Recent Penn State grad begins NIH/Oxford medical research studies

September 25, 2008

University Park, Pa. — In his four years as a Penn State student, John McManigle kept himself very busy but still managed to get accepted into The National Institutes of Health Oxford/Cambridge Scholars Program, which he begins this fall.

As a 2008 Penn State Schreyer Honors College graduate, those are just a few things McManigle did in addition to achieving academic success with his physics major and minors in biology and mathematics. He also worked 1,000 hours volunteering as an Emergency Medical Technician for the University Ambulance Service, was active with Nittany Divers, obtained an advanced scuba certification and earned his pilot's license.

"I chose to come to Penn State because the administrators and students I met there while visiting made me really comfortable," McManigle said. "There were opportunities with Schreyer, the physics program that really let me tailor what I needed for this scholars program."

The NIH scholars program is an accelerated, individualized doctoral training curriculum for outstanding science students committed to biomedical research, according to Bridget Lampert, managing director for the program. Students engage in collaborative research in any area of biomedical investigation with two mentors —one from NIH in Bethesda, Md., the other at either Oxford or Cambridge university. McManigle was accepted into a combined M.D./Ph.D. program where he will integrate the training and research he will do at NIH and Oxford, with an M.D. program at Duke University.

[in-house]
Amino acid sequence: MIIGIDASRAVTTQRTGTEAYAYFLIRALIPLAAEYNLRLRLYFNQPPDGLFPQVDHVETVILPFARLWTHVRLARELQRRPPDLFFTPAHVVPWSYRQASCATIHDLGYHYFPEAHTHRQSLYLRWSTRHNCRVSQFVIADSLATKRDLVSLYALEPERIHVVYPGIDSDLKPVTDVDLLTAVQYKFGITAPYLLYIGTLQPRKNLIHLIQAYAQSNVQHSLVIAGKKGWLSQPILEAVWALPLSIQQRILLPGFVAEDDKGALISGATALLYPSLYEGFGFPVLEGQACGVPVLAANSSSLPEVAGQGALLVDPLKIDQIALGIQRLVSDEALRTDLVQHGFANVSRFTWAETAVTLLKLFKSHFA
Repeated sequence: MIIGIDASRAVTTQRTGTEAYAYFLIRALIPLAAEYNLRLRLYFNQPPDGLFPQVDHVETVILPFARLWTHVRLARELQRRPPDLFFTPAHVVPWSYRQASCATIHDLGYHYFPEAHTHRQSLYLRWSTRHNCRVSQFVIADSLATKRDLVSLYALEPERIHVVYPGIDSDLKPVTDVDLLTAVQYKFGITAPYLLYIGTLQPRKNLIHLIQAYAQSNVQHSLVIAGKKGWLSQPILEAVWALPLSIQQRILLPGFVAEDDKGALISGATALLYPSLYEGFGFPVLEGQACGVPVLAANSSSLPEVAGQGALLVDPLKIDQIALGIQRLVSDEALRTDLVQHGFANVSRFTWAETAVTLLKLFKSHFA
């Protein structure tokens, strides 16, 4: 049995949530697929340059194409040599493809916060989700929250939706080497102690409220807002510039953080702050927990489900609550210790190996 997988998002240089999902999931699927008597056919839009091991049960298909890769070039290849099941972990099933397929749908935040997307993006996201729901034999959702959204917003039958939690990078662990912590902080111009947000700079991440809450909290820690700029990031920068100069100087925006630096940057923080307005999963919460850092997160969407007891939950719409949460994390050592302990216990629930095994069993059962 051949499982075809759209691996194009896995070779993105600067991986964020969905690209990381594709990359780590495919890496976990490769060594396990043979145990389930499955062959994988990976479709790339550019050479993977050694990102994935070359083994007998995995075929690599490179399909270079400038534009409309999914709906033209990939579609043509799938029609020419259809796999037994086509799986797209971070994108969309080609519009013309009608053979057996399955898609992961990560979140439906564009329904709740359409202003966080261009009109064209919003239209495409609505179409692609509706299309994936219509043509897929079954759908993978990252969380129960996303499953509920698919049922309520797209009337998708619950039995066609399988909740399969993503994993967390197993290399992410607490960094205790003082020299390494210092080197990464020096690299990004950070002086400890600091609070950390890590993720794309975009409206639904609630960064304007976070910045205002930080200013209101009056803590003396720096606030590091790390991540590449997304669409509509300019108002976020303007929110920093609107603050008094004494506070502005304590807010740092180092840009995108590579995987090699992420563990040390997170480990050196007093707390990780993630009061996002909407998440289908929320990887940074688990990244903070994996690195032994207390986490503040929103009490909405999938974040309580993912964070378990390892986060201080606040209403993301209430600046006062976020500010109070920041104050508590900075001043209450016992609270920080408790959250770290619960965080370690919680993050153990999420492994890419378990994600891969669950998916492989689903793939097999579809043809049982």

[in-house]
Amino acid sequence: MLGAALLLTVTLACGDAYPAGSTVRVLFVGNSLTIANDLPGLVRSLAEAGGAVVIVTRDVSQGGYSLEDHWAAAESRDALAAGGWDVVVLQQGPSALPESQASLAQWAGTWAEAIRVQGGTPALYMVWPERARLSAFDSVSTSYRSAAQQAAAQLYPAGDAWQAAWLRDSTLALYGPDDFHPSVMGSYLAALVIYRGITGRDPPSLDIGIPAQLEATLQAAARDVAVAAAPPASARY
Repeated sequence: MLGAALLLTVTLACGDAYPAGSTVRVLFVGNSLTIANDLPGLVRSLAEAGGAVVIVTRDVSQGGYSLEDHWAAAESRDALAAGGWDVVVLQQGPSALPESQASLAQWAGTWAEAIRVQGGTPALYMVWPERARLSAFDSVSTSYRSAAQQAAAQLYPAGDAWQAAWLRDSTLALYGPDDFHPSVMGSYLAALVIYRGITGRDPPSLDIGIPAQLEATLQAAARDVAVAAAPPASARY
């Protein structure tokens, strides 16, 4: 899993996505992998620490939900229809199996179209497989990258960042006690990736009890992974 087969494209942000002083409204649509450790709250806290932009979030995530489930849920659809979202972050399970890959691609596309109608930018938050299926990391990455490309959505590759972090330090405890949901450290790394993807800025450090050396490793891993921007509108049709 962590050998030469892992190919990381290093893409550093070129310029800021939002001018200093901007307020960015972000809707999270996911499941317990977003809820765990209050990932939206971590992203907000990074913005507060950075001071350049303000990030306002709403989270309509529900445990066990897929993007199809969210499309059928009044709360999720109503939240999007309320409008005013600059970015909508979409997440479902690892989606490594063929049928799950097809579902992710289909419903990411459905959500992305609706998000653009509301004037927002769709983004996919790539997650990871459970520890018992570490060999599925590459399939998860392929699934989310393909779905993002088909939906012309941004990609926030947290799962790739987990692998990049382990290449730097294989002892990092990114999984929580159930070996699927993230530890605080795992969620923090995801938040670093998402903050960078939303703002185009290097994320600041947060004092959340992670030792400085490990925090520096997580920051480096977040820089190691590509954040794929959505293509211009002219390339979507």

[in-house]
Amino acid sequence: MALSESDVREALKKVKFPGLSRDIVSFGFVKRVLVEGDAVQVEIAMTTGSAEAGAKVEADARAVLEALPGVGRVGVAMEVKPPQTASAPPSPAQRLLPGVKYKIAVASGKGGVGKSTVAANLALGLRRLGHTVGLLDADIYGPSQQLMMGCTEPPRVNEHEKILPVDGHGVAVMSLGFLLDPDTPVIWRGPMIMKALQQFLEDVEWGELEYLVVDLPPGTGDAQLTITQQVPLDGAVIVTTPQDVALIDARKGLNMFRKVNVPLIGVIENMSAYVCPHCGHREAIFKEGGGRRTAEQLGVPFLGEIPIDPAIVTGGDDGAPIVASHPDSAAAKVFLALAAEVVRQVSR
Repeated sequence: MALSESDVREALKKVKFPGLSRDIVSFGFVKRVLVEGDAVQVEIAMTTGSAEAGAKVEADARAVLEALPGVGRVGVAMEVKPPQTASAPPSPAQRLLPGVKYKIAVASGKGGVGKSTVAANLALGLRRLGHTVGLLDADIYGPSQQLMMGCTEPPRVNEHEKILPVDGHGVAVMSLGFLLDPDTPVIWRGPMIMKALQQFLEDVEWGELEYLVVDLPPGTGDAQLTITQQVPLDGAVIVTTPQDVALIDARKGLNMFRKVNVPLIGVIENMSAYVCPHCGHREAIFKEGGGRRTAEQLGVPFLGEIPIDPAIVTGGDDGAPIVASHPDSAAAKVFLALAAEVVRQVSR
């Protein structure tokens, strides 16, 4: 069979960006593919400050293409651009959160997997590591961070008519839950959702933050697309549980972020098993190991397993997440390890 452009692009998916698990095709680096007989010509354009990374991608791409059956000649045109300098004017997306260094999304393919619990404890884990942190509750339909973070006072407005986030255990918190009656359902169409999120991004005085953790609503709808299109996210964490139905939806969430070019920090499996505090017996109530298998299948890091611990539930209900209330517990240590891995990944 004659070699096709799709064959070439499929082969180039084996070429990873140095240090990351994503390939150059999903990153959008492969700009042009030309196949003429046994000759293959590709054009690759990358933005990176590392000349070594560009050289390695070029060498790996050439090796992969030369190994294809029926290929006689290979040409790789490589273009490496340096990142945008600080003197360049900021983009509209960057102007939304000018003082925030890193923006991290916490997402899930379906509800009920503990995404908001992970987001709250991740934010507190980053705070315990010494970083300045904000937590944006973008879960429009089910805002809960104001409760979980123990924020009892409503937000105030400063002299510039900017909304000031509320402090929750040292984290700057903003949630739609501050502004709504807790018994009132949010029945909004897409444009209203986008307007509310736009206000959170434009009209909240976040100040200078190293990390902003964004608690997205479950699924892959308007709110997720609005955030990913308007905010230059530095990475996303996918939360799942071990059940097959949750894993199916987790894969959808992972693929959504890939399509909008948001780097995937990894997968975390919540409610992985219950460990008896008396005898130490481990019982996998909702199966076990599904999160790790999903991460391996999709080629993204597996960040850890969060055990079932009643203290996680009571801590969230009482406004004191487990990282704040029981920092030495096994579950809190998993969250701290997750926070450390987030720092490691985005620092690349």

"In John's case, he will earn a combined degree, spending his first two years in medical school, then stepping out to pursue his doctoral degree, which will take about 4.5 years for completion," said Lampert. "Then he'll go back and finish his medical studies. This is a model program for physician/scientist training. These are students that are interested in a career pursuing research, then taking the outcomes of their research to the bedside."

McManigle, a Rockville, Md., native, was accepted into the highly selective program in the spring of his senior year at Penn State. Lampert said they receive around 200 graduates each year and choose 12 to 14 students for admission. Most of those applicants have just finished their undergraduate degree and have a 3.9 GPA and high GRE scores. But aside from how the applicants look on paper, the biggest qualifier for entrance is the interview process. Prospective scholars must prove to the admissions committee that they really have a vision and passion for research.

"John wasn't just smart in one area but multiple areas," said Christian Brady, dean of the Schreyers Honors College. "He's academically diverse, well-spoken, confident without being arrogant, and keenly aware that he's been given great opportunities that he doesn't take for granted."

Even before high school, McManigle said he wanted to be a doctor — to help people while solving medical problems.

"Luckily, in high school I found out I was good in math, engineering, robotics and science," he said. "The summer between my freshman and sophomore year [at Penn State] I went to NIH for a summer fellows program to see if bioscience was right for me. I was able to work with M.D./Ph.D.s and was inspired to go in the same direction."

Prepared with the knowledge that the next six to seven years of his life will be spent on pursuing these degrees, McManigle knows his piloting and diving hobbies will take a backseat to his studies. He spent his summer enjoying both.

Last Updated July 02, 2015